Instead the centurion’s ‘confession of faith’ in 15.39 is yet another instance of the irony that thematically unites Mark’s entire Gospel.

Take Adam Greene’s advice.

Read Mark straight through, it’s short. You’ll see: irony abounds.

Only demons recognize Jesus’ authority.

The man who can exorcize demons is accused of having one.

The blind see what the seeing cannot.

He says to give to Caesar what belongs to him, but he’s just implied everything belongs to God.

The mock title above his head (‘The King of the Jews’) turns out to be true.

The ones who charge him with blasphemy commit it in doing so.

When he cries out to God, the crowd thinks he’s soliciting Elijah.

God condescending to be God-with-us in Christ results in us condescending to sin so that we can be me-without-God.

The ‘vindication’ of resurrection results in fear that produces a final failure when Mark concludes his Gospel by telling us the Easter witnesses ran away scared and didn’t say anything to anyone.

There’s a good grammatical reason not to read 15.39 as a confession of faith in Jesus as the Son of God, but the simpler reason is just to read Mark, from start to finish.

“You are the King of the Jews?” Pilate sneers at Jesus.

“Hail, the King of the Jews!” the soliders taunt.

“So, you are the King of Israel?” the bystanders mock and laugh at the Cross.

And “Truly, this was the Son of God” says the centurion.

Marc-Chagall-1887-1985-Apocalypse-en-Lilas-Capriccio-194547

In other words:

“Yeah right, this was the Son of God” is the better interpretation.

“Truly, this was the Son of God…Not” best captures how Mark thinks the world  responds to the foolishness of the Gospel.

The centurion’s comments are part and parcel of a story festering with cynicism and sarcasm.

The centurion’s ‘confession’ at the foot of the Cross is but another instance of the irony Mark employs in telling a Gospel that he believes can only be received properly as a scandal and offense.

That we persist in hearing the centurion’s confession as sincere only implicates us in the irony.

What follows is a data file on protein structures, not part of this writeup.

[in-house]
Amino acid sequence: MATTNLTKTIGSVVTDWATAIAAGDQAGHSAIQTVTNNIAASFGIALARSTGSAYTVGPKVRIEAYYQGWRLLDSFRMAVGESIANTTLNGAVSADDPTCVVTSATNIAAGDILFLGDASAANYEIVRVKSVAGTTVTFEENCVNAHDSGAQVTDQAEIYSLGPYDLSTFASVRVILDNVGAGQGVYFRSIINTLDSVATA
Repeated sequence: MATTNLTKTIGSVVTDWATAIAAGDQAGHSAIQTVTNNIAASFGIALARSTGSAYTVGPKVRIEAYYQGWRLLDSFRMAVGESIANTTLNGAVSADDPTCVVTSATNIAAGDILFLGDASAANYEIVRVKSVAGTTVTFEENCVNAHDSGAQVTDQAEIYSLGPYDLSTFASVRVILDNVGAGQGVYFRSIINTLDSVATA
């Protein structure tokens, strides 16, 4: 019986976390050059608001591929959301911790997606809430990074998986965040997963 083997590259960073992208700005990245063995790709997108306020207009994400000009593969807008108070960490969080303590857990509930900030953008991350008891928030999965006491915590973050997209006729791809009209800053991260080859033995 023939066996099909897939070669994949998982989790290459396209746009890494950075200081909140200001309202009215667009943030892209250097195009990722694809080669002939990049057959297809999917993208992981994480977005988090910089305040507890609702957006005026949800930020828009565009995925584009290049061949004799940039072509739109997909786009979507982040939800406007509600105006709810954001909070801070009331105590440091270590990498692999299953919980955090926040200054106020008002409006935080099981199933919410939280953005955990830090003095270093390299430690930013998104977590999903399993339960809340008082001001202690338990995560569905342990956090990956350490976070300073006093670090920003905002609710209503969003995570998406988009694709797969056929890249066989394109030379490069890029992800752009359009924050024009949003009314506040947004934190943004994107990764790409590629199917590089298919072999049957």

inigo_montoya

Does God abandon his People, Israel? That’s the question running through the entirety of Paul’s Letter to the Romans. It’s also a question Marc Chagall, a Jew, struggled with in his art during the horrors of the 20th century.

For a recent sermon on Romans 8, I invited friend and art historian, Janet Laisch, to bring Paul’s wrestling to light by bringing Chagall’s artwork of the Crucified Christ to light.

You can listen to the sermon here below, on the sidebar to the right or download it in iTunes under ‘Tamed Cynic.’

Like the Psalmist using words to pray for God’s protection and forgiveness, Chagall one of the most famous modern artists and a Russian Jew used his art to pray to God for protection and forgiveness.

Like Paul in Romans 8, Chagall asks—through his art and poetry—if God has abandoned has abandoned the Jews.

chagall02

This is Chagall’s Vitebsk a pen and ink on paper show the Pale of Settlement or territory on the outskirts of Vitebsk, within the border of Tsarist Russia where Jews like Chagall were forced to live.

Chagall was born July 6, 1887 and created art until the night before his death in 1985.

On the right, Chagall is holding a paint palette and is out of proportion—too large—for the space. In real life, Chagall was too “large” for the Pale and eventually move to St. Petersburg to study art, then Paris, is exiled in USA and returns to France until his death.

The church dominates the horizon in this drawing and in real life even for Jews like Chagall, the church dominated his life. The church led anti-semitic pogroms where Christians raped and even murdered Jews that Chagall witnessed growing up in the Pale. The state condoned the church.

rain-1911

 

This image, Rain, 1911, charcoal and oil, shows the compound where Chagall lived with his large family of eight surviving children; he was the oldest and his mother doted on him. Compared to Christians outside the Pale, their clapboard home was modest though compared to other Jews living on the compound, Chagall’s family lived well. His mother ran a grocery—foreground right—which supplemented his father’s job as factory worker. They rented out huts on the compound for extra income which enabled Chagall to attend school with Christians.

This led to an artistic awakening. After he first saw a classmate drawing, Chagall decided he wanted to become an artist. His mother accepted and his father gave-in to Chagall and they paid for art lessons and for him to move to St. Petersburg. He became so successful there that a benefactor paid for Chagall to move to Paris.

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After moving to Paris, Chagall painted I am My Village (1911) and is characteristic of his work. It has bright colors, expresses joy through whimsical symbols—two small figures in the center show one upright and one upside down– and folk references: Vitebsk town and a woman milking the cow. He ignores rules for realistic color and proportion in favor of whimsical designs. His friend Picasso complimented as one of the best modern artists other than Matisse and of course, Picasso himself.